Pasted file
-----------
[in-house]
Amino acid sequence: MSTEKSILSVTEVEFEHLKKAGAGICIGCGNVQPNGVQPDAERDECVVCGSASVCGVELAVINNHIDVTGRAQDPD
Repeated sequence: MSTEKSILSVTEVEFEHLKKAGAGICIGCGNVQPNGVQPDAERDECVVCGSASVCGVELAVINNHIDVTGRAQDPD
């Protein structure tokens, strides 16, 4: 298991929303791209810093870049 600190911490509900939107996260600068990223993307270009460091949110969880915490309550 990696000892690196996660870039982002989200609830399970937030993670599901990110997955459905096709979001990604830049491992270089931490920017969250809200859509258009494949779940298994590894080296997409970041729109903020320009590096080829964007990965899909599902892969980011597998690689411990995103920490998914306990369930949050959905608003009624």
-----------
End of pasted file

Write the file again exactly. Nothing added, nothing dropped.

[in-house]
Amino acid sequence: MSTEKSILSVTEVEFEHLKKAGAGICIGCGNVQPNGVQPDAERDECVVCGSASVCGVELAVINNHIDVTGRAQDPD
Repeated sequence: MSTEKSILSVTEVEFEHLKKAGAGICIGCGNVQPNGVQPDAERDECVVCGSASVCGVELAVINNHIDVTGRAQDPD
């Protein structure tokens, strides 16, 4: 298991929303791209810093870049 600190911490509900939107996260600068990223993307270009460091949110969880915490309550 990696000892690196996660870039982002989200609830399970937030993670599901990110997955459905096709979001990604830049491992270089931490920017969250809200859509258009494949779940298994590894080296997409970041729109903020320009590096080829964007990965899909599902892969980011597998690689411990995103920490998914306990369930949050959905608003009624």